Twitter today has a health problem. And one of its first CEOs has a few ideas about some early decisions that caused it.
Ev Williams, a Twitter co-founder and board member, said that, in retrospect, it wasn’t a great idea for Twitter to show follower counts on user’s profiles. The same goes for the Suggested User List, a project that Williams was highly critical of when he was CEO.
“I think showing follower counts was probably ultimately detrimental,” Williams said at the Web Summit in Lisbon, Portugal. “It really put in your face that the game was popularity.”
Williams’s comments are revealing since they come at a time when the current CEO, Jack Dorsey, is trying to measure the “health” of his platform. Dorsey himself has said that follower counts can give users a negative incentive, though he has yet to float removing those from the site entirely.
But follower counts were a huge reason why Twitter succeeded in the early days, Williams acknowledged. He recalled his appearance on “The Oprah Winfrey Show” in 2009 when there was a highly publicized race between CNN and Ashton Kutcher to have the first Twitter account with a million followers.
“That’s the most amazing publicity of all time. So it’s easy to say in retrospect — today — maybe we shouldn’t have follower counts,” Williams said. “A lot of these things drove growth, and if we hadn’t had them, maybe someone else would have done them and built a much more dominant platform.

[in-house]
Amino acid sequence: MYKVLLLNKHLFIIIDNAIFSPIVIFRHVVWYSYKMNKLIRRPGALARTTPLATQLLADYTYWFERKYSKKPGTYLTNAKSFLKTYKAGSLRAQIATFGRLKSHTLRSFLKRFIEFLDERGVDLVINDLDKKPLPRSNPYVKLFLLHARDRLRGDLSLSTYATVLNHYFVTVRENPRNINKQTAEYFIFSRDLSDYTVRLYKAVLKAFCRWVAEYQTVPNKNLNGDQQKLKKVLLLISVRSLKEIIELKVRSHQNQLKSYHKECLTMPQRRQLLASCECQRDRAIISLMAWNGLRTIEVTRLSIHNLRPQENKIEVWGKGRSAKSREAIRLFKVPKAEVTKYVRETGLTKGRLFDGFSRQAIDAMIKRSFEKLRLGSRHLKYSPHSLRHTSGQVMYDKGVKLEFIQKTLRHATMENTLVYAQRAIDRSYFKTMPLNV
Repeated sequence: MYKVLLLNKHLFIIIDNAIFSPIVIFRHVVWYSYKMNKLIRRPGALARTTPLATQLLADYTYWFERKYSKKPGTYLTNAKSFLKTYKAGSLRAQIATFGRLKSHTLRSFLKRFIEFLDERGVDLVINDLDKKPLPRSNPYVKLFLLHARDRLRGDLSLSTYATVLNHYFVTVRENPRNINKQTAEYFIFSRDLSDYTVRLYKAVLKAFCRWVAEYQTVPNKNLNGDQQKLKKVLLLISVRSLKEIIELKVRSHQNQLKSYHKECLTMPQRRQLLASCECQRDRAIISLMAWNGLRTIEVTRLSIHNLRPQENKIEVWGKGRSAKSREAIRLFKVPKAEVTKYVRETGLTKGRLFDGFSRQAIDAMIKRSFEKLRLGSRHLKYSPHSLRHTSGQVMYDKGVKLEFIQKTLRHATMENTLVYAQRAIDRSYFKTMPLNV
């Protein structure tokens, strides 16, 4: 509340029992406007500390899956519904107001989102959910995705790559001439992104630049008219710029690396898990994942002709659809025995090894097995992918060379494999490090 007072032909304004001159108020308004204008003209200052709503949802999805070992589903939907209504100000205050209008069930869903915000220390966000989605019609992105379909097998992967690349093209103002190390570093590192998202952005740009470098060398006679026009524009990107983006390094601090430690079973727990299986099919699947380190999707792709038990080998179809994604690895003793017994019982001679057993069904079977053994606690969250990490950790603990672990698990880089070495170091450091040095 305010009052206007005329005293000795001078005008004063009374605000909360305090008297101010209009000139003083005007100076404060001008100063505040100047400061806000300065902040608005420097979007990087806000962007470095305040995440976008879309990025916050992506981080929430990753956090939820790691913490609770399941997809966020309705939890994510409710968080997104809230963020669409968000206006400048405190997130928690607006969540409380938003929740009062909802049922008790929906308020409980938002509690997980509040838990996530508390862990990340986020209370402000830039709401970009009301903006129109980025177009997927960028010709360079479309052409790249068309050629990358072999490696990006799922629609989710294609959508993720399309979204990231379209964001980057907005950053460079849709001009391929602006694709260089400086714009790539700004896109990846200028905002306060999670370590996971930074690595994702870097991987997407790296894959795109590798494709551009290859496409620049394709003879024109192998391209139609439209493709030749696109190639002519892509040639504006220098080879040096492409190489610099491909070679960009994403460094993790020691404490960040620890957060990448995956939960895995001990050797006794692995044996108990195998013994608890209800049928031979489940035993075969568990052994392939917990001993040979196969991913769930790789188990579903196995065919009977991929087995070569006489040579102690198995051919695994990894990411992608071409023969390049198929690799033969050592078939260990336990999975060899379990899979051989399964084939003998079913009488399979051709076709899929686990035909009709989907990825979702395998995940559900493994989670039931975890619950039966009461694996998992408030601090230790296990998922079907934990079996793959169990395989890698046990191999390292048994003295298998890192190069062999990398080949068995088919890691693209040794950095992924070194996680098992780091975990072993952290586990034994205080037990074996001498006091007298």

“But today that’s not necessarily healthy.”
The “worst” product move, though, in Williams’s eyes, was the Suggested User List, which allowed new tweeters to automatically follow a list of accounts that Twitter thought would be a good starting point for people new to the service without the faintest idea of who to follow. That led to some accounts achieving massive early success without necessarily providing a ton of value to the new follower.
“This was my fault,” Williams said. “Those weren’t really interest-based follows, and then someone who had grown their following organically compares themselves to them. It’s inauthentic.”
Williams is now the CEO of a different content company, Medium, and has taken an interest in the state of journalism. He’s feeling pretty good about the way media companies are gravitating toward pay-for-content models, he said, but he’s not in a rush to pay for a media company himself a la Jeff Bezos or Marc Benioff.
He admitted when asked, though, that he’s certainly given some thought to buying one.
“Sure,” he said after a pause. “Who doesn’t think about buying media companies?”